Continuing claims decreased by 57,000 in the week ended Dec. 19, reaching the lowest level since February. The continuing claims figure does not include the number of Americans receiving extended benefits under federal programs.
Today's report showed the number of people who've use up their traditional benefits and are now collecting extended payments climbed by about 199,000 to 4.82 million in the week ended Dec. 12. Twenty-nine of the states and territories where workers are eligible to receive government extension have begun to report that data, a Labor Department spokesman said. Two states have started reporting data on the latest emergency extension, he said.
Twenty-seven states and territories reported a decrease in claims, while 26 reported an increase. These data are reported with a one-week lag.
The government is scheduled to release its December payrolls report on Jan. 8. In November, the economy lost the fewest jobs since the recession began two years ago and the unemployment rate receded to 10 percent from a 26-year high of 10.2 percent the prior month.
The Institute for Supply Management-New York reported its Current Business Conditions index fell to 59.7 in December, from 62.9 in November. But a reading above 50 indicates a faster pace of activity, and this was the fifth consecutive month that the index was in expansion territory, the report said.
The Six-Month Outlook index jumped to 80.2 from 74.4 in November. It was the first time since 2006 that the index broke above 80.
The dollar’s share of global currency reserves fell in the third quarter to the lowest level in a decade while the euro’s share rose to a record, according to the International Monetary Fund.
The U.S. currency’s portion dropped to 61.6 percent in the period ended Sept. 30, from 62.8 percent in the prior quarter and 64.5 percent a year earlier. The euro’s share rose to a record 27.7 percent from 27.4 percent while the yen gained and the pound was unchanged.
US stocks added to losses in late morning trade Thursday, after the Chicago Institute for Supply Management revised lower its December business activity index to take into account seasonal factors, only a day after issuing its initial assessment. The December index was revised to 58.7 from Wednesday's reported 60.0. Readings from September to November were also revised lower. [This is a perfect example of government market manipulation. It is in your face and arrogant, that is what these people think of you. Bob]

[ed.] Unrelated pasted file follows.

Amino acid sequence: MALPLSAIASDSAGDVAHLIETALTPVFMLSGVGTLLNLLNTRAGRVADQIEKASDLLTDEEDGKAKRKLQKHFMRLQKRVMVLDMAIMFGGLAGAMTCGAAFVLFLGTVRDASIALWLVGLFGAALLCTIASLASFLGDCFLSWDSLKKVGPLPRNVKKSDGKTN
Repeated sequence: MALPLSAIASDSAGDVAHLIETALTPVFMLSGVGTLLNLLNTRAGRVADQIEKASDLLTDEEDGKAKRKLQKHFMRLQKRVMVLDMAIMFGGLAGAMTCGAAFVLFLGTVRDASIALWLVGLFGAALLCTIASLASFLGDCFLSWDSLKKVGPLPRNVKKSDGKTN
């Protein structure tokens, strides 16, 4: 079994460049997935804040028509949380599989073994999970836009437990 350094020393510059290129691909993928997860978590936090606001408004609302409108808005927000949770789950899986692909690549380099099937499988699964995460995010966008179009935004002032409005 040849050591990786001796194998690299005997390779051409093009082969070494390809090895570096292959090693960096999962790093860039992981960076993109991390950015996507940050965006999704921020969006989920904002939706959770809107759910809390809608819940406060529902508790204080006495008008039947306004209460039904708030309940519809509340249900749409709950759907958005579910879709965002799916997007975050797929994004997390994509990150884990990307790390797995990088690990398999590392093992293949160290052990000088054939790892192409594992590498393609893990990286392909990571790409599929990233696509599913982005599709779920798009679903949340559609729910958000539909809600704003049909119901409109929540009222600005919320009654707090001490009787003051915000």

Sales taxes declined 9% to $70 billion in the third quarter compared with the year-ago period, the Census Bureau said. Income taxes plunged 12% to about $58 billion. Together, sales and income taxes make up roughly half of state and local tax revenue.
The third quarter was the fourth consecutive quarter in which tax collections were below year-ago levels. Through the first three quarters of 2009 state and local tax revenues totaled $875 billion, nearly 8% below the $951 billion collected in the first three quarters of 2008. In the same period, federal receipts were down nearly 19%.
To close out 2009, I decided to do something I bet no member of Congress has done -- actually read from cover to cover one of the pieces of sweeping legislation bouncing around Capitol Hill.
Hunkering down by the fire, I snuggled up with H.R. 4173, the financial-reform legislation passed earlier this month by the House of Representatives…It authorizes Federal Reserve banks to provide as much as $4 trillion in emergency funding the next time Wall Street crashes. So much for “no-more- bailouts” talk. That is more than twice what the Fed pumped into markets this time around. The size of the fund makes the bribes in the Senate’s health-care bill look minuscule.
-- Oh, hold on, the Federal Reserve and Treasury Secretary can’t authorize these funds unless “there is at least a 99 percent likelihood that all funds and interest will be paid back.” Too bad the same models used to foresee the housing meltdown probably will be used to predict this likelihood as well.
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SATURDAY, JANUARY 2, 2010
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-- Posted Monday, 4 January 2010 | Digg This Article | Source: GoldSeek.com